Vortex   Diamondback Binoculars (10 x[RF1]  42)

These are a great set of binoculars at an ideal price   point.  The early morning was dark, and I could still pick up the deer in low light conditions.  It was easy to distinguish the specifics of the rack at 100 yards+.  I am going to eventually step up and   purchase the Viper HD   binoculars.  Two of my buddies have the   15x50s, and they are remarkable. 

Outdoor Edge   SwingBlaze

Great concept.  That said, the knife was not sharp out of the box.    I should have put an edge on it prior to the hunt.  I wish the knife was manufactured in the   United States.  My deer was  gutted in less than 20 minutes.

Badlands Recon   Pack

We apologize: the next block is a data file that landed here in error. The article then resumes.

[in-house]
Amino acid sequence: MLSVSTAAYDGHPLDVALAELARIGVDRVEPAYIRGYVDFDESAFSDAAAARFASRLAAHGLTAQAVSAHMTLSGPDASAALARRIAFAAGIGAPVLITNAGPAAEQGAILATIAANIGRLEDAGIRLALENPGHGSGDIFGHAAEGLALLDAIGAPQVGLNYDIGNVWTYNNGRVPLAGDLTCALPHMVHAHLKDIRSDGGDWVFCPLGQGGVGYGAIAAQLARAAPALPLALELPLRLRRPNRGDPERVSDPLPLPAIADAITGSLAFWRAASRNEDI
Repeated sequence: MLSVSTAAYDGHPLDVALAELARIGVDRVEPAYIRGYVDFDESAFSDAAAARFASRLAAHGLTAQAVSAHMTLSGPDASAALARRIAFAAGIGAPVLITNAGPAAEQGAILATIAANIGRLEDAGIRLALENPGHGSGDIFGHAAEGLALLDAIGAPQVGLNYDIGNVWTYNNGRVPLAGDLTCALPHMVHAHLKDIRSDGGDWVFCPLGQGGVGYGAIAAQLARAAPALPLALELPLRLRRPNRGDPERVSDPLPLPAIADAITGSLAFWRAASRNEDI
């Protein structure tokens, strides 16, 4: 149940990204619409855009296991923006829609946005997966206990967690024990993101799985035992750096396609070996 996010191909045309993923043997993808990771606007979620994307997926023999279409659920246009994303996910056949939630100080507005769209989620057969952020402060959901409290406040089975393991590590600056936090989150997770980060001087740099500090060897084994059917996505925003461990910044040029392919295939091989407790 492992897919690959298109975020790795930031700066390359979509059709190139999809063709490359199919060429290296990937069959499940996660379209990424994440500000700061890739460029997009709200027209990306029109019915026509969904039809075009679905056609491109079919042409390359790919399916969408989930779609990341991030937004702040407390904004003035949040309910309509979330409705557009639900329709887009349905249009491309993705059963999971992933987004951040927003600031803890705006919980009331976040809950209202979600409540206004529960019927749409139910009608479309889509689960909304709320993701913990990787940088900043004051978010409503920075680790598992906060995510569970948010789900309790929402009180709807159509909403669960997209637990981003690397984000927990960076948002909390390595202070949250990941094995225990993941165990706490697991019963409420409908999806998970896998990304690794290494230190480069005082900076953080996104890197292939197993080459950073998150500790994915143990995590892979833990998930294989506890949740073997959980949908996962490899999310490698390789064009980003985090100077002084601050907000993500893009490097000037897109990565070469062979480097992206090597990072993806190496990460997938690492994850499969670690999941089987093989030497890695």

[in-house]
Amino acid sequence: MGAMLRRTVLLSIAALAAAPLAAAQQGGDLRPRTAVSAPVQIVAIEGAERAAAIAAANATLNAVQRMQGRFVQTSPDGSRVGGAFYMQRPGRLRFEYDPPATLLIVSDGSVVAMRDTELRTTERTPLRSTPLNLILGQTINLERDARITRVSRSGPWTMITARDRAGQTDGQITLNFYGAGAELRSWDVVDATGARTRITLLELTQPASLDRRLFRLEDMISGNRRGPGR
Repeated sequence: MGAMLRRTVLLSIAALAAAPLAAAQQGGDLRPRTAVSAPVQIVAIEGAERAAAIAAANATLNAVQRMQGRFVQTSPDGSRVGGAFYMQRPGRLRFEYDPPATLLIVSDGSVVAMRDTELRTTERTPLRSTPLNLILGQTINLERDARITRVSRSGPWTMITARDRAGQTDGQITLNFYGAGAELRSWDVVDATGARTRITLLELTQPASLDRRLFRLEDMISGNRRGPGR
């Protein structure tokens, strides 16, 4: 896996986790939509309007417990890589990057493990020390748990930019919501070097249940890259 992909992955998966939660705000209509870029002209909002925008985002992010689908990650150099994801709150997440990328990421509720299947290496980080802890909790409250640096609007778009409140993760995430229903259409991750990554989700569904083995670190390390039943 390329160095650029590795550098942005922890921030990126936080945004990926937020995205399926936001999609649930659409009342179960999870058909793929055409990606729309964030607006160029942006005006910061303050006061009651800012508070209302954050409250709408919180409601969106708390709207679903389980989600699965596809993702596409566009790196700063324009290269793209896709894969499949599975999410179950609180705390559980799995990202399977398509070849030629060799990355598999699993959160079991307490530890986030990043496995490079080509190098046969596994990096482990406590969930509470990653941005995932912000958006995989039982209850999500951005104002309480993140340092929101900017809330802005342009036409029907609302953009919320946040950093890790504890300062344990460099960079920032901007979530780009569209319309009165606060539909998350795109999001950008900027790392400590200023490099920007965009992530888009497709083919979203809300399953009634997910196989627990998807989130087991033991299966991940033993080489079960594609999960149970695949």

Versatile and light pack.  Badlands makes great products, and the Recon is no exception. 

Leupold   RX1000i TBR with DNA Rangefinder

I quickly ascertained the distances of my deer and Bob’s   deer.  This is a great product and was worth the investment.

Garmin   450t GPS

Hunting GPS Maps

Awesome unit – so much functionality and it is pretty intuitive.  I added the Hunting GPS   Maps for Colorado and Kansas.  Great investment. 

BIPOD   Shooting Sticks

Very functional shooting sticks.  Light, easily accessed and quickly deployed.  I need more experience with them in order to provide a comprehensive review.  So far so good.

2011 Ram   1500

Still running strong after almost 2 years.  About to   install an ARE camper shell.